Clinician's Digest


Clinician's Digest

The Rise of Distance Therapy

March/April 2015


For many, psychotherapy is still a rarefied, face-to-face encounter outside the normal rhythms of the world, a time in which cell phones are turned off, and we’re uninterrupted by an ever-replenishing email inbox. But we no longer live in a world in which we can so clearly partition ourselves off from the electronic information grid. Many occupations no longer require a clearly defined workplace or a physical presence. Many employees never see their boss in person. Increasingly, surgeons are slicing patients open from hundreds or even thousands of miles away. Why should psychotherapy be any different?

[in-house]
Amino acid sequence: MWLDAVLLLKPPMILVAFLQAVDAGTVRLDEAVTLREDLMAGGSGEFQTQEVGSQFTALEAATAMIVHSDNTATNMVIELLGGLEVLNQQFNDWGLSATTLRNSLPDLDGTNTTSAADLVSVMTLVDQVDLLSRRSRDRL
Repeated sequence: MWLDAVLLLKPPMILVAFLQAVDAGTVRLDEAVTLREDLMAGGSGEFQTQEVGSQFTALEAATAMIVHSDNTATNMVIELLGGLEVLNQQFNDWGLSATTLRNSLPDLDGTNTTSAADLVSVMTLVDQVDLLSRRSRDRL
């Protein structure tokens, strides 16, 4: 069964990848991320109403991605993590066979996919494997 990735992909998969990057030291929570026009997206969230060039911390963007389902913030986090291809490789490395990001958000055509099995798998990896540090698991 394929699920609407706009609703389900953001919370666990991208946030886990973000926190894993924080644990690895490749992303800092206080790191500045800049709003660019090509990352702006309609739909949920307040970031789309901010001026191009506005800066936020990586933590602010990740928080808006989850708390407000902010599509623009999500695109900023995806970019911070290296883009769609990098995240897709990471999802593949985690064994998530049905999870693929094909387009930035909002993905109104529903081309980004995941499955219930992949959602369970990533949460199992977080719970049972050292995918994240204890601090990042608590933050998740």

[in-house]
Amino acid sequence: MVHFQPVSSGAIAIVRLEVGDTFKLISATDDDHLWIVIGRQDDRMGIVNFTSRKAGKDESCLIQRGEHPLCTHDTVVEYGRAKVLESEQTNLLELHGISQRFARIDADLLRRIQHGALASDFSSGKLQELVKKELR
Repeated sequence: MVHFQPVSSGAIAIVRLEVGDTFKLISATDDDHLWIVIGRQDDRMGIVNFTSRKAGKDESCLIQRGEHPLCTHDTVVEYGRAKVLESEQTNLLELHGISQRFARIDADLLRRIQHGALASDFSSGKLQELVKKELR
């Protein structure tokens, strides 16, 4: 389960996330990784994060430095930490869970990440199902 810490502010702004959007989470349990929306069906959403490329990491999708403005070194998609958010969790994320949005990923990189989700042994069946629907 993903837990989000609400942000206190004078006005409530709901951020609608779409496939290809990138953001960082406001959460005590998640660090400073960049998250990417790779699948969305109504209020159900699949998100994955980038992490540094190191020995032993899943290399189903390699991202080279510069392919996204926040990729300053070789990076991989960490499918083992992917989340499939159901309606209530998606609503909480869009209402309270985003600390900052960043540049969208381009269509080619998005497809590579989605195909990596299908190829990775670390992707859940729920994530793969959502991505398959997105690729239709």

More and more clinicians today are adapting to meet the demands of the digital world and fit into the schedules and lifestyles of clients no longer willing to follow the traditional pattern of once-a-week sessions in a therapist’s office. In a consumer-driven mental health marketplace, individuals with anxiety disorders want services from the comfort of their homes. For veterans living in rural areas, remote group and individual psychotherapy for trauma offers treatment possibilities that weren’t available even a few years ago. But although telehealth has been around for decades, many clinicians are still unsure about the clinical, ethical, and legal issues that emerge as distance therapy becomes a more accepted practice.

Telemental healthcare can include emails, texts, web chatting, and video-conferencing. In a 2013 meta-analysis of a decade’s worth of research…

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